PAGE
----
|Breast cancer screening (mammogram)|
Cancer Screening in Women
In 2013, H-CARDD researchers published the article "Are cervical and breast cancer screening programmes equitable? The case of women with intellectual and developmental disabilities", in the Journal of Intellectual Disability Research.
We interviewed Dr. Liisa Jaakkimainen, family physician and health services researcher, and asked her to comment on the article. This is what she thought about the research findings.
Brief outline of the article
Cancer screening programs are available in Canada for all eligible women. This study investigates screening rates for cervical and breast cancer in women with developmental disabilities compared to women in the general population. The results show that the proportion of women with developmental disabilities who are not screened for cervical cancer is nearly twice what it is in women without developmental disabilities, and 1.5 times for breast cancer screening.
What did you find important in this article?
From a clinical perspective the results of this study show that we are not screening women with intellectual disabilities as well as we might for breast and cervical cancer. It does not surprise me that women with developmental disabilities who have multiple health problems receive less screening because clinicians focus less on preventative health care and screening when they see patients with complex health issues. What does come as a surprise from a research perspective is that healthy women with developmental disabilities are less likely to receive cancer screening than healthy women without developmental disabilities.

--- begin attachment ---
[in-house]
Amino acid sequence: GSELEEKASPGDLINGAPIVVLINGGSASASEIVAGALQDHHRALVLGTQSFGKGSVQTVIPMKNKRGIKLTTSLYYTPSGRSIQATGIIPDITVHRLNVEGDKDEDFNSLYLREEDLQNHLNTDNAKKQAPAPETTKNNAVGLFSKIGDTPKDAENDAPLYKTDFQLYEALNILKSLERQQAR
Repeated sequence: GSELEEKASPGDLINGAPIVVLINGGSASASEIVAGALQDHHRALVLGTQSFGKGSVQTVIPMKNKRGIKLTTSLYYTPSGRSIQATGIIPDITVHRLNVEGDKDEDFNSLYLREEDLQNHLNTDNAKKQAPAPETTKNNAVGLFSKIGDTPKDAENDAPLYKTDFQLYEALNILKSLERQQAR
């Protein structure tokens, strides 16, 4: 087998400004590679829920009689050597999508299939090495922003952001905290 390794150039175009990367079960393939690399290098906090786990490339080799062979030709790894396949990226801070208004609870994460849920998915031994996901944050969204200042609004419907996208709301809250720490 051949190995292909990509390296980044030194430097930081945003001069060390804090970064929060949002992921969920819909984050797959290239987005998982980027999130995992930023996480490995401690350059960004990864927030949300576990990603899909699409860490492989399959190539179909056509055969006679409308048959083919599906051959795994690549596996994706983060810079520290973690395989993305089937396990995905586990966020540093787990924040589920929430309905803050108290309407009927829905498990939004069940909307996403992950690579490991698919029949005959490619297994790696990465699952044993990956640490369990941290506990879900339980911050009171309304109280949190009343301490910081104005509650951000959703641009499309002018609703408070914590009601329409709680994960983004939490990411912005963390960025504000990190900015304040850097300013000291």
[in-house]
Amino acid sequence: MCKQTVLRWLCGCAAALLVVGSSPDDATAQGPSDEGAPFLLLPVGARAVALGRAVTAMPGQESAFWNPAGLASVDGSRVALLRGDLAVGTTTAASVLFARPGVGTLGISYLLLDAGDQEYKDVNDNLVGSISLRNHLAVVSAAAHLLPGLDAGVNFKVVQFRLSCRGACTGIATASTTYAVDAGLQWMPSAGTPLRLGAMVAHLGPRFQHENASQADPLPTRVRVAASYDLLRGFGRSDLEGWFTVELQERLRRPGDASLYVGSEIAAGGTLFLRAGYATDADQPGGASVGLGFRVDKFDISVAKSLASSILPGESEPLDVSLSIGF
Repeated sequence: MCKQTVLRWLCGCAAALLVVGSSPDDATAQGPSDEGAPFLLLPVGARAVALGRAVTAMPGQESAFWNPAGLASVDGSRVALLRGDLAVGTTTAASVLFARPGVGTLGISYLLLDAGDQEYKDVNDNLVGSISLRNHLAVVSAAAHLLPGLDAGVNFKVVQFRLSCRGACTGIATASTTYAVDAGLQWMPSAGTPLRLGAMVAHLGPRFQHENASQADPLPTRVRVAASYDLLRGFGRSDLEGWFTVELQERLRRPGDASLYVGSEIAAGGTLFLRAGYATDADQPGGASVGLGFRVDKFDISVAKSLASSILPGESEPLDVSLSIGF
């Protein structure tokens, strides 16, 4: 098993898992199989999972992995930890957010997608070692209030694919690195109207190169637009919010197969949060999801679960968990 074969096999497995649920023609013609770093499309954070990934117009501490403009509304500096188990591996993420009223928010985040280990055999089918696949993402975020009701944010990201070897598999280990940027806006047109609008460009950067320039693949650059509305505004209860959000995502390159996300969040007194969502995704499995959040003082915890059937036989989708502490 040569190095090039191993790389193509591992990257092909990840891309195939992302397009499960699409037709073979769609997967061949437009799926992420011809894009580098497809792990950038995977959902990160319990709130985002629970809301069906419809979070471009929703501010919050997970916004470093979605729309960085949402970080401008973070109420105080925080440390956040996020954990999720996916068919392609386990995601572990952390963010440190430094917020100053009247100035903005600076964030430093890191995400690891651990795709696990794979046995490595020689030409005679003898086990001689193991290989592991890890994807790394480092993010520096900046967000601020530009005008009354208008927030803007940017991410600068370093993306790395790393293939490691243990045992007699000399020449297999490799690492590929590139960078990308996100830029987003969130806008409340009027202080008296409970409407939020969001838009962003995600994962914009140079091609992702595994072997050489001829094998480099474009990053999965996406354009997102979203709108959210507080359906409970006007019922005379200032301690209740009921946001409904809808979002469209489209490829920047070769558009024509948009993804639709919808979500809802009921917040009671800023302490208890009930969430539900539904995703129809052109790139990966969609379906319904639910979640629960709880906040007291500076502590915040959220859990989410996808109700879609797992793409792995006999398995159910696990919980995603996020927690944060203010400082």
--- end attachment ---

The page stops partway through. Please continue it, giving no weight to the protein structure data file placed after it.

How will you use the information from this study in your work?
As a family doctor, the research makes me more aware of the importance of presenting the available screening options to women with developmental disabilities and of preventative health care for this population in general. As a researcher, when studying primary health care performance, I usually take socio-economic status and the presence of multiple health issues into consideration. Perhaps I should take developmental disabilities into account as well.
Do you foresee any challenges using this information in your work?
Finding the right strategy to increase the uptake of cancer screening in women with developmental disabilities will be a challenge. I believe physicians will need to collaborate with health care providers from other disciplines to better reach this specific group of patients. For example, I work closely with a nurse who does most of the Pap tests for cervical cancer in my practice. Improvements may involve changes in clinical programs or in the approaches we use for women with developmental disabilities, such as, implementing alerts for breast cancer screening.
How do the findings of this study relate to what you already knew or thought?
The results of this study are a reminder to physicians that this subgroup of patients is being under-served. The large data base from which the findings are drawn and the population health perspective add to the credibility of the numbers. Although I expected some differences in screening uptake, looking at the results of this study, I was surprised by the degree of inequality in access to cancer screening.
Do you have any questions or comments to the authors of this article?
What strategies would you recommend to increase the uptake of preventative cancer screening in women with developmental disabilities?